Trigger Warning: Caste Based Assault and Abuse
On 29th September, 2006 in the Khairlanji village of Maharashtra, four members of the Bhotmange family—mother Surekha, daughter Priyanka (19), son Sudhir (17) and other son Roshan (18) who was visually challenged, were pulled out of their home after some women from OBC/Peasant families burst open their doors, which eventually led to the infamous Khairlanji Massacre against Dalits. They were brought to the center of the village and tied to a bullock cart, and were stripped and beaten. Their genitals were injured.
The sons were asked to gang-rape their mother and sister in front of the entire village to which they refused. They were subsequently mutilated. Four of them died on the spot and their bodies were dumped in a nearby canal. Bhaiyyalal Bhotmange who was the lone survivor of the family tried to inform people of nearby village but no body came to rescue. The Dalit families of the village realized what has just happened, but didn’t come out of the fear.
Caste is a living reality in India. People are stripped, paraded naked, made to eat shit, killed in the task of sewage cleaning, gang raped and murdered by the virtue of the belief that people born in lower castes are destined to this fate and have no agency of their own lives, bodies and work. They are not allowed to speak, to mourn over the death of their loved ones, to speak of the discrimination they face, to educate, to organise, to agitate and take what is rightfully theirs.
The family agreed to allow 15 feet of land for a road but the entire village which was dominated by OBC caste groups of Kalar, Powar and Kunbi, could never come to terms with the fact that these two Dalit families have risen economically, educationally and have began the task of self asserting.
It is believed that the family had a conflict with the neighborhood as their neighbor wanted to get access to their own land through the land of Bhotmange family, of which they didn’t approve. The conflict was mediated by Gajbhiye who was also a Dalit but was well off, and he employed people of OBC caste group to work on his field. The family agreed to allow 15 feet of land for a road but the entire village which was dominated by OBC caste groups of Kalar, Powar and Kunbi, could never come to terms with the fact that these two Dalit families have risen economically, educationally and have began the task of self asserting.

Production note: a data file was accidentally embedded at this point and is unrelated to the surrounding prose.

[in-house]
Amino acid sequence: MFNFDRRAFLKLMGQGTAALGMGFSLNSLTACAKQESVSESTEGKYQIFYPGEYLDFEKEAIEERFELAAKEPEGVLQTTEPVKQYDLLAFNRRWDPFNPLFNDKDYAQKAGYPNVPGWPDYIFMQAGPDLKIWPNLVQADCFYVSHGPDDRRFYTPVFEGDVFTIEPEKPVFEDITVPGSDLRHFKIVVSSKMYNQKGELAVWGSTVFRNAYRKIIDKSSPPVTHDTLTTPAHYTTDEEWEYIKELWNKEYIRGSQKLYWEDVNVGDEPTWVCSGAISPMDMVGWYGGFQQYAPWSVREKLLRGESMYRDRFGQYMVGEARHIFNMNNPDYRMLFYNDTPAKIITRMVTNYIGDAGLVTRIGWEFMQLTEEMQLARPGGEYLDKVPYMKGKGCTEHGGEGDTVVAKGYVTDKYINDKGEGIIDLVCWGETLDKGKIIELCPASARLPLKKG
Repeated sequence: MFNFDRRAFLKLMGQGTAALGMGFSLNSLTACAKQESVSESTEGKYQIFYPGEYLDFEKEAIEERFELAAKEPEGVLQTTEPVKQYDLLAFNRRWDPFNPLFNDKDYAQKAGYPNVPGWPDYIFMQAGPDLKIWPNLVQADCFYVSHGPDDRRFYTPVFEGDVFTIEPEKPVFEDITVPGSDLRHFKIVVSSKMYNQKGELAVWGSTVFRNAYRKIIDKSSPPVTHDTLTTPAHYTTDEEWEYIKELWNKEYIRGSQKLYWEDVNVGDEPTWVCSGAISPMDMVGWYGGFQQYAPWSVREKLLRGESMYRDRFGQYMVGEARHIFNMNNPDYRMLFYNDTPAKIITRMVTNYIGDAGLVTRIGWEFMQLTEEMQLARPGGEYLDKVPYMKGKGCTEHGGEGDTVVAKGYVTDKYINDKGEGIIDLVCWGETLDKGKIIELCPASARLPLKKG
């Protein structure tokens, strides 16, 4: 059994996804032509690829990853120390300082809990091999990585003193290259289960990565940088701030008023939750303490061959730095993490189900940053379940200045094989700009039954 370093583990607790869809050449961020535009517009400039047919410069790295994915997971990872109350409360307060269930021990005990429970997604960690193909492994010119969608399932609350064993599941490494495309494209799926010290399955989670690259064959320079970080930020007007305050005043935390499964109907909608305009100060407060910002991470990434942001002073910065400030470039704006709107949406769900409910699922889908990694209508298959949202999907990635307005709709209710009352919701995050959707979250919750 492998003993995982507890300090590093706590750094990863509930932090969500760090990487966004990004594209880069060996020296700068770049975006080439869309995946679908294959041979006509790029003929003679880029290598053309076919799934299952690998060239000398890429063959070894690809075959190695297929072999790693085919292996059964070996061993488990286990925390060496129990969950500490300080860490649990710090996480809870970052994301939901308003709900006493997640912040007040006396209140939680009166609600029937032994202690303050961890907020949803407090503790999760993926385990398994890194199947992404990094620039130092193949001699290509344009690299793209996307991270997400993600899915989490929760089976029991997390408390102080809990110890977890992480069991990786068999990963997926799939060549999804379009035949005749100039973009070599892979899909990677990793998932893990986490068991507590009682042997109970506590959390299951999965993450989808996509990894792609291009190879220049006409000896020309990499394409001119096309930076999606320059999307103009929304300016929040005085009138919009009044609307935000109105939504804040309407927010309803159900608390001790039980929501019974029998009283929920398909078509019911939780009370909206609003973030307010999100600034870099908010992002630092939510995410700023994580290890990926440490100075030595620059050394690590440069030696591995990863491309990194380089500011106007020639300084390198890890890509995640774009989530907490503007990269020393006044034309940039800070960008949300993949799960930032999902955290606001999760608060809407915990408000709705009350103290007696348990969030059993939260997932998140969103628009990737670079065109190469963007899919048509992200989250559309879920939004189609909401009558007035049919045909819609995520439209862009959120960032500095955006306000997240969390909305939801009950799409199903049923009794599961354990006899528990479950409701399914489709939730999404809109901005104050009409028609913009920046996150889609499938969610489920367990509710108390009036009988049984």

Subsequently on 3rd September, Gajbhiye was beaten up over the dispute of agricultural wages and was abused by casteist slurs. He went to file a complaint but was chased away. Finally, Surekha stood witness to the attack. But the accused came out on bail on 29th September, and began chasing Gajbhiye. When they couldn’t find him they resorted to killing Surekha followed by her children. The attitude of the police was casual and was hardly willing to start the investigation. Evidences were fudged and misinformation spread. The character of Surekha was maligned to justify the murder.
It was in November that the protests by the masses started and all the misinformation was exposed. The first protest happened in Bhandara which was 1000 strong morcha organised by Dalit women’s front, Samrudha Baudha Mahila Sangathan. In Nagpur, various symbols of the government and police were targeted. There were no organized forces behind the agitation.
It was the revolutionary potential of the masses that was boiling with rage that made spontaneous mass protests happen one after the another. The long march to Khairlanji was thwarted by the police and the state repression grew stronger. On 8th November, about 50 women from various Dalit organisations, including Urmila Pawar stormed the CM’s office demanding justice. On the 14th, about 20,000 people marched responding to the protest call where a Dalit was martyred as police fired at him. The agitation spread all over and there was no stepping back.
The verdict was announced by the Bhandara Court in 2008, it held 8 people guilty of murder and acquitted three. Six people were awarded the death sentence while other two were given life imprisonment. The ruling was appealed to the Nagpur division bench of Bombay High Court. The court commuted the death penalty to six convicted to a 25-year imprisonment jail sentence. The court refused to invoke The Scheduled Caste and Tribes (Prevention of Atrocities) Act, 1989 and held that the murder was based on revenge and the caste was not at work here.
The verdict was announced by the Bhandara Court in 2008, It held 8 people guilty of murder and acquitted three. Six people were awarded the death sentence while other two were given life imprisonment. The ruling was appealed to the Nagpur division bench of Bombay high court.
This judgement led to huge protests by local scheduled caste organisations and the lone survivor, Bhaiyalal. Bhaiyalal died on 20th Jan, 2017 and the case is pending before the Supreme Court of India. The institutional denial and invisibilisation of the question of caste does not cease to take place. Be it the institutional murder of Rohith Vemula or Dr. Payal Tadvi, the state remains in constant denial of the fact that Brahmanism is taking lives of lower caste people in houses they live, fields they work and educational institutions that they have gone to study in. Khairlanji Massacre will continue to haunt us, makes us question where do we stand as a community and continue to ignite fire in masses to fight back, to take to the streets and to continue working for Babasaheb’s dream of social justice.
Featured Image: Ritika Banerjee for Feminism in India